Before bringing up the matter again May 22, during the Sarasota County Commission’s next regular meeting, Commissioner Nora Patterson plans to talk with three representatives of Siesta Key organizations to determine their final thoughts on a county staff proposal for lighting Siesta Village crosswalks, Patterson told The Sarasota News Leader.
Additionally, county staff is working on plans to provide a demonstration of lighting equipment for those same people, according to a May 9 memo sent to one of the three, Peter van Roekens, vice president of the Siesta Key Association.
The other two people are Mark Smith, president of the Siesta Key Chamber of Commerce, and Russell Matthes, the Siesta Key Village Association president.
Van Roekens was the person who proposed the idea of better lighting during the January SKVA meeting, pointing out how difficult it is for drivers to see pedestrians in some of the crosswalks at night.
“It is just an accident waiting to happen,” he said at the time.
“I’d like to get the things lit,” van Roekens told the News Leader, referring to the types of bollards with lights that county staff has researched.
Van Roekens was “fairly insistent we should bring in a couple of the lights,” Patterson told the News Leader, to see firsthand how much illumination they provide. However, she said, she was not sure that would be possible.
Ryan Montague of the county Traffic/Mobility office, which is handling the matter, did indicate in a May 9 email to van Roekens that staff was working on such a demonstration. He wrote that staff hoped to discuss the lighting issue with three or four vendors “and ask them to do a demo with [van Roekens and other Village representatives] either [on-site] or in a similar lighting condition to determine what would work best for Ocean Blvd.”
Patterson and her fellow commissioners had thought a Siesta Village crosswalk lighting plan was settled in mid-March, when they voted unanimously to approve a recommendation for installing bollards with lights at all of the Siesta Village crosswalks. However, the commissioners subsequently learned the price for the bollards and installation was higher than they had understood, so they requested staff to take another look at the matter.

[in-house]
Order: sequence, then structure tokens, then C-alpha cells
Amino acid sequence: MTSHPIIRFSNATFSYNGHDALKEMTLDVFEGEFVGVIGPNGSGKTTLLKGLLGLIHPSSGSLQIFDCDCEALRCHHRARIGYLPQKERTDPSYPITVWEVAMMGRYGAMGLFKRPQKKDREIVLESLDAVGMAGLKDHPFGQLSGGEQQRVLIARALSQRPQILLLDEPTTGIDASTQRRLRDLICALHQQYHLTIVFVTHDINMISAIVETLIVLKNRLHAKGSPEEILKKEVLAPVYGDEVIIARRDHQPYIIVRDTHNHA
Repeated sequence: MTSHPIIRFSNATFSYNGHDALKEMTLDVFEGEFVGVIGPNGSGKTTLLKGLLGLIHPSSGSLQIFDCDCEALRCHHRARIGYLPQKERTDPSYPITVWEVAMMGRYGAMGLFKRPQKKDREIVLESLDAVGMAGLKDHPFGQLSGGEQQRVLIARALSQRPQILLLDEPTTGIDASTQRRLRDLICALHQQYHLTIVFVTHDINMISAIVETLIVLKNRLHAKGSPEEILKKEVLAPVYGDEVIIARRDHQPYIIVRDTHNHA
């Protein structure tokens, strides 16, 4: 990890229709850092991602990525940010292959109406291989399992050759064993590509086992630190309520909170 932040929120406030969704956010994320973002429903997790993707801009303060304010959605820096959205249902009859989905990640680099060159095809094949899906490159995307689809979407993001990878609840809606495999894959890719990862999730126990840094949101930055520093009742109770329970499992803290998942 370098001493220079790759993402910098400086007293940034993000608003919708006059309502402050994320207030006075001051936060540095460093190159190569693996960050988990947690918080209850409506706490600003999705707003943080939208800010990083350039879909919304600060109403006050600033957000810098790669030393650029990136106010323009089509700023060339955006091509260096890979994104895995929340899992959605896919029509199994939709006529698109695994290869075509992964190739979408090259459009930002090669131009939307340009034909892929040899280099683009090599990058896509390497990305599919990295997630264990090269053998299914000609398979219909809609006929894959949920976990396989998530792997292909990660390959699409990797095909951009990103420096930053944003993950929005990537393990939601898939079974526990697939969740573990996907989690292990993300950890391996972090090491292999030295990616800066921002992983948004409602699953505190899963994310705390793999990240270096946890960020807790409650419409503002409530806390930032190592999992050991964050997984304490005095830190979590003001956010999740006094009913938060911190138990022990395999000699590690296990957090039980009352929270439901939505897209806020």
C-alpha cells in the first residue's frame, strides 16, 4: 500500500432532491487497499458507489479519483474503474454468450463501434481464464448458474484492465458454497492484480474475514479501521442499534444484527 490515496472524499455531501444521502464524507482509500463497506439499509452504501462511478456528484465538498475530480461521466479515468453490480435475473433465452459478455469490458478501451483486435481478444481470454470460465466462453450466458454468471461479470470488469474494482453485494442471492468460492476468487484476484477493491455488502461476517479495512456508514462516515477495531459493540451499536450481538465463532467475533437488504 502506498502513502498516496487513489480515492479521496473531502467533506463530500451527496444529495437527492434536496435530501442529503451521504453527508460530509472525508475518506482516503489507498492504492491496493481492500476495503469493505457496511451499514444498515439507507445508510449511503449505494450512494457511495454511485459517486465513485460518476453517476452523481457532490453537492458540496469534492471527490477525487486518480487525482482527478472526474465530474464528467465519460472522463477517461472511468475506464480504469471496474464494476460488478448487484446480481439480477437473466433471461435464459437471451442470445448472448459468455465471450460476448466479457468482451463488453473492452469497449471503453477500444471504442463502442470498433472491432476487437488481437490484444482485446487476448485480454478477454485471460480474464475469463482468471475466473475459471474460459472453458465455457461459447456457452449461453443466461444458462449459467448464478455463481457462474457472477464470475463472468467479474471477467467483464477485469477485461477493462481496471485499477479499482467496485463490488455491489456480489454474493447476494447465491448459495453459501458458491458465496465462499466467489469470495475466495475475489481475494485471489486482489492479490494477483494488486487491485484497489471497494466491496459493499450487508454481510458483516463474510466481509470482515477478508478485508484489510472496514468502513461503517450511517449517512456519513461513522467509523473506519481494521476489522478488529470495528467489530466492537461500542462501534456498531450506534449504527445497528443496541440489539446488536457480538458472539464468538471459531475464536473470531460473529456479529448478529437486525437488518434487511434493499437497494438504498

The commissioners had approved $9,350 for the bollards, but that estimate did not include the installation.
Patterson told the News Leader she thought the other commissioners would be willing to go along with the new $42,000 estimate for the Village crosswalk plan, “but I really don’t know for sure.”
The latest staff recommendation, which went to County Administrator Randall Reid on May 3, then to the commissioners, calls for the installation of two bollards at each of the seven crosswalks in the following locations:
• 5250 Ocean Blvd., between the Daiquiri Deck and Gilligan’s Island Bar and Grill
• 5218 Ocean Blvd., between JoTo’s Japanese Steakhouse and Hanna Plaza
• 5202 Ocean Blvd., between Key Corners Plaza and the Village Gazebo
• 5148 Ocean Blvd., between The Hub Baja Grill and the Beach Club
• 5124 Ocean Blvd., between Siesta Plaza and Coldwell Banker
• 5124 Ocean Blvd., between Siesta Plaza and Siesta Center
• 5100 Ocean Blvd., between the Michael Saunders & Co. office and Siesta Center.
The memo says the estimated cost of “a typical decorative LED style bollard is $1,000 per unit,” while the cost of the installation is projected to be $2,000 per unit.
However, the memo points out, “the total cost may vary depending on any unforeseen issues that arise during project design,” such as the necessity of running electrical conduit.
The memo also said staff had researched the installation of bollards in the cities of St. Petersburg and Naples which were features of larger street projects. Those bollards, the memo notes, which “were of a larger and heavier quality than we are anticipating using,” would carry a higher estimated cost: $98,000 to $128,000.
Van Roekens has asked county staff to examine lighting designs he has found through his own research, he told the News Leader. He was interested in concrete bollards, he said, because they are sturdier.
Nonetheless, Montague wrote van Roekens in the May 9 email that while the bollards county staff was considering “are smaller in diameter and they’re made of lighter materials” than examples in concrete, “they should be just as durable and high quality.”
Van Roekens last week also sent another copy of potential lighting suppliers to county staff for research and assessment, pointing out, “It certainly would be nice to do business with a local company if [it meets] the … criteria.”
Editor’s note: The original version of this story cited the wrong date for the next County Commission meeting. The session is scheduled for May 22.